Wikipedia defines crowdfunding as 'the practice of funding a project or venture by raising monetary contributions from a large number of people, typically via the internet.'
Through crowdfunding you can...
-demonstrate that you have an audience for your book
-pre-sell your book
-self-publish your book

Examples:  Seth Godin raised over 280,000 dollars before writing the book.


How to Create A Kick Ass Crowdfunding Campaign and Make Your Dreams Come True

You can build a supportive online community. But it requires time and a consistent effort. 

I know it works because, due to a consistent effort, I have been able to build a community of over 5,000 followers (on Google+, Twitter, Facebook and LinkedIn). If this "Luddite" can do it, you can too.

Photo by Leanne Dyck

Sharing my author journey...

Something cool has been added to this blog.

Friday, November 20, 2015

Book review: Every Word (YA/mystery) by Ellie Marney

I took a bite of my breakfast omelet. 

Knock. Knock. Knock. 

I chewed quickly but not quick enough. Bim, our self appointed guard dog, beat me to the door. He barked a greeting that sounded more like a threat. My translation:  Don't bother her; she's eating.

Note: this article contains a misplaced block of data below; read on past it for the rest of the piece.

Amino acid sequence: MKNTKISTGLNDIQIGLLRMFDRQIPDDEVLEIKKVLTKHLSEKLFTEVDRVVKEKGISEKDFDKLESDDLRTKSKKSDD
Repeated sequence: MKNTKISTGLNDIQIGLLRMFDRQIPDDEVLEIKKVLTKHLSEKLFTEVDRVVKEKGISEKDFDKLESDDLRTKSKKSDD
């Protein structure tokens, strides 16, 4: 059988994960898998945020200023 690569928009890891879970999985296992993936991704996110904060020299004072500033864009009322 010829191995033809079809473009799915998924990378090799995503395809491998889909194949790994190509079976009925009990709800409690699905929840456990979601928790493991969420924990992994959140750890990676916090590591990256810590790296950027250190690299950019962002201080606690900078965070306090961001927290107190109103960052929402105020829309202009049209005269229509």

I reached the door, turned the knob and... 

My husband stood there with a package in his hands. "I was outside cleaning eavestroughs when this was delivered. It feels like a book." 

Days before I'd signed up to participate in the Tundra blog tour for Ellie Marney's new book - Every Word. Could this be her book?

One envelop removed. Then another. Finally... Yes!

James Mycroft has just left for London to investigate a car accident similar to the one that killed his parents without saying good-bye to this partner in crime, Rachel Watts.
Rachel is furious and worried about his strange behavior -- not that Mycroft's ever exactly normal, but London is the scene of so many of his nightmares. Unable to resist, Rachel jumps on a plane to follow him and lands straight in a whole storm of trouble.
The theft of a copy of Shakespeare's First Folio, the possible murder of a rare books conservator and the deaths of Mycroft's parents... Can Watts help Mycroft make sense of these events -- or will she lose him forever?

Bim transformed from guard dog into reading companion.